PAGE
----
Author Topic: Star Wars Episode VII: The Force Awakens  (Read 25594 times)

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jenkins

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Re: Star Wars Episode VII: The Force Awakens
« Reply #150 on: December 20, 2015, 11:52:48 AM »
0
but it's solid if the Star Wars crowd doesn't echo the smug dismay of the Mad Max crowd

what are you talking about?  what are you ever talking about?

that was great smug dismay and it's what i'm talking about. but what i meant is it's totally ok if you didn't like Star Wars
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Gold Trumpet

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Re: Star Wars Episode VII: The Force Awakens
« Reply #151 on: December 22, 2015, 11:46:06 PM »
+1
I'm an asshole, Star Wars still sucks.

Spoilers....


So, build up idea of greater threat than Death Star by featuring something 4 times as big and as dangerous. Instead of develop a narrative to focus on threat and huge accomplishment of possibly destroying it, convolute the plot by featuring side stories and introducing the idea of this new death star almost at the beginning of the third act. Yes, Star Wars is intentionally serial, but hell, the original trilogy featured narrative with better focus and tried to have pay offs. Even though Abrams is trying to be true to the original trilogy, the movie still suffers from abundance of unnecessary action sequences at too many corners of the film.

It's also a story that feels like a retread of the first film. Yes, new generation means new fighters but feature a lonely girl from a desolate planet like Luke Skywalker and seemingly coming from same meager background, she becomes unexpected person touched with the force. She helps leads a miraculous assault against an impossible foe. I'm guessing in next film or after, she may have an unlikely connection to other characters explained? This feels like remake territory. Nothing really surprised me about what direction the story was going, save for the first moment the girl touches Skywalker's lightsaber and feels different points of fate, history, and such, hitting all her senses.

Star Wars fans will like this. Too much about the film is endearing to the history of the series. It just doesn't do much otherwise. Going forward, in Rian Johnson, I hope. I fear he may get sucked into the dark side of predictable storytelling and an adventure chronicle that has been done a million times.

Jeremy Blackman

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Re: Star Wars Episode VII: The Force Awakens
« Reply #152 on: December 23, 2015, 12:17:08 AM »
+2
This is my favorite Star Wars movie. I knew that the second it ended.

I've never had any special reverence for the originals. I experienced them as kids' movies on VHS — they never hooked me in a way that I might have become obsessed. I managed to see the prequels in the theater but obviously didn't have any reverence for them. (Lucas must have been so humiliated after seeing this one.) As such, I don't feel like the purity of Star Wars must be protected. I'm open to anything as long as it's good. And this was definitely good.

Never has a Star Wars movie had this kind of emotional impact on me. I cried like 4 or 5 times, seriously. And it wasn’t out of nostalgia.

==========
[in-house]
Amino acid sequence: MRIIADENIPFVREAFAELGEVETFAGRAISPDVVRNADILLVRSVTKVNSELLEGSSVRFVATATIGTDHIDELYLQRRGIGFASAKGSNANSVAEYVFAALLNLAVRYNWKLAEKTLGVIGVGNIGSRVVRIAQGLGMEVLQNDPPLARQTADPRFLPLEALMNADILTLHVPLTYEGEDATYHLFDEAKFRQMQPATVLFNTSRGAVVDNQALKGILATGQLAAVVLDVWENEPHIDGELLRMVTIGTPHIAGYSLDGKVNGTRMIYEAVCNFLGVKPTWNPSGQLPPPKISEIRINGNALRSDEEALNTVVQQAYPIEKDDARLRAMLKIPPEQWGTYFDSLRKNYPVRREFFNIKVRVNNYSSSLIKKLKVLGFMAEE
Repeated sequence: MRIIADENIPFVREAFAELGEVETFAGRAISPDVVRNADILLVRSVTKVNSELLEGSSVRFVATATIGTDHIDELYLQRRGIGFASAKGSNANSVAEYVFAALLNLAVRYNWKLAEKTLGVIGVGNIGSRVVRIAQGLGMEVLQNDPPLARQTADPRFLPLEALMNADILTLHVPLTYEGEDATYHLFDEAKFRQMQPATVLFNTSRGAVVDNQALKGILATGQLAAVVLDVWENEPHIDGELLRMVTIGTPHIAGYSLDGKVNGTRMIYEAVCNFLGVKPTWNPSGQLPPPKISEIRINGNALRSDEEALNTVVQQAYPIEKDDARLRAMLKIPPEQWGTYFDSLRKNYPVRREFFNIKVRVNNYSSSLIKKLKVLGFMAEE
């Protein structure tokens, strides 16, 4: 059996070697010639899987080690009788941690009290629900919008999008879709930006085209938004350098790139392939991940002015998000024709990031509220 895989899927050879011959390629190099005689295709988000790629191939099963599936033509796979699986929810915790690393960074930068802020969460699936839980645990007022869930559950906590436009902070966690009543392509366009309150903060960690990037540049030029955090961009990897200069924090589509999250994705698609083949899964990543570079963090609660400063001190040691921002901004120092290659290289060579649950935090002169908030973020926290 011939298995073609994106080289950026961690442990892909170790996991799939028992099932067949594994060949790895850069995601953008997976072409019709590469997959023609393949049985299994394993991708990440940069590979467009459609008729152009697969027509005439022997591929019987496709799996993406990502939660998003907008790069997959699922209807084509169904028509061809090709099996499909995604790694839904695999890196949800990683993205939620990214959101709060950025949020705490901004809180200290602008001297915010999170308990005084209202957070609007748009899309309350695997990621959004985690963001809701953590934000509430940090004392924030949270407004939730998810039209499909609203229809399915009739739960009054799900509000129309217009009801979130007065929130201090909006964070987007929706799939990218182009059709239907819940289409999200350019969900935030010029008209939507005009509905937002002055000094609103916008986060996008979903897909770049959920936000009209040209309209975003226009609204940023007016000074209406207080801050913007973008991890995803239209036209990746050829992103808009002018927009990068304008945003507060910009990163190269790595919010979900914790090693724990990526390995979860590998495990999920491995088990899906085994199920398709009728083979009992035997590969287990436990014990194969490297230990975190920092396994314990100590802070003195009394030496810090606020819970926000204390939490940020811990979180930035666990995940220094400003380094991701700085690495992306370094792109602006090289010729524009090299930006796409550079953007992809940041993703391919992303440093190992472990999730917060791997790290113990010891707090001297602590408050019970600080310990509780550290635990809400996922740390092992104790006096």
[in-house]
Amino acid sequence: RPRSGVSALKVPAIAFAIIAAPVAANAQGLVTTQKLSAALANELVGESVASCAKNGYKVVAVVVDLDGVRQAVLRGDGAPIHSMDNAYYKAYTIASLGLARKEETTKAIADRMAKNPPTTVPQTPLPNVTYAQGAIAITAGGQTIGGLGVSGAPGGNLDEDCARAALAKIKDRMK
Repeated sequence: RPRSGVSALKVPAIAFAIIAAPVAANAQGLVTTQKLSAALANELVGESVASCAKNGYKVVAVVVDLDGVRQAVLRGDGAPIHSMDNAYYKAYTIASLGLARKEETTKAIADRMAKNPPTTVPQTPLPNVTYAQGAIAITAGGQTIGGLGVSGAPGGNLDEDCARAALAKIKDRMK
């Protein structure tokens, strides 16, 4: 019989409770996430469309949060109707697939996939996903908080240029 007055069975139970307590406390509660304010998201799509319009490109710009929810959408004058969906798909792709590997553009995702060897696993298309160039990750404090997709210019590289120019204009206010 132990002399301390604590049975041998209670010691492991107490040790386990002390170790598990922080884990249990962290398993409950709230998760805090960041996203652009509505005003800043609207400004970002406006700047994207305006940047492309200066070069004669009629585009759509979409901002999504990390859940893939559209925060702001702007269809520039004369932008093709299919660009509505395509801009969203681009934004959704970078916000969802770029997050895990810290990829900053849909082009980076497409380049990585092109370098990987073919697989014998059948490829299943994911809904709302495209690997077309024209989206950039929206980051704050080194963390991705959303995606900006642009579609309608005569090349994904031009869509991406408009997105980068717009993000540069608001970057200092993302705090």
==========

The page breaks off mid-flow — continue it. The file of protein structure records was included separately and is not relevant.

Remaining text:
Spoilers begin

Rey is a better character than Luke Skywalker. Is that even controversial? I have never connected with a Star Wars character so deeply. For real though, I was frequently moved and inspired by Rey. Star Wars movies aren't supposed to do that to me.

What other character in this universe contains so many multitides? She is fierce but compassionate. Eager and ambitious but also a little freaked out. She has vulnerability and yet somehow also has all the things Luke was missing. Luke was often whiny and could be a little dumb; Rey seems to have already transcended that. She is endlessly likable and has a kind of maturity that Luke rarely demonstrated.

But now the best part. Has there ever been a better revelation of powers in these movies? The answer is no. Rey is backed into a corner and finds herself in a circumstance where the force must awaken. Her inner strength and her determination is literally what activates it.

Crucially, it’s not that a magic randomly or even naturally surfaces; it is only her will and her own strength of character that causes her powers to be revealed. She chose to fight back. She chose to flip the switch.

Kylo Ren was great too. Everything between him and Rey was pure magic. And their lightsaber fight… man, I still have chills from that.

— — —

Onto my quibbles, which are minor, but which for some reason produced a lot of words:

(1) They certainly tried to cram as many "rejections of the quest" as they could into the early plot, didn't they? Finn's was clearly not going to last more than 5 minutes and did not feel especially organic. Rey's rejections were at least plausible and came from a legitimate sense of panic... and were somewhat in response to Finn's rejection. So anyway: Han, Finn, and Rey all rejected quests. Did I miss any? You could probably include R2.

(2) It was more callback-heavy than I expected. The entire plot was kind of based on A New Hope, right? I guess Han's quip callbacks were the only ones that actually bothered me, though.

(3) I think the destruction of those planets could have been treated with more gravity. Take notes from Battlestar Galactica.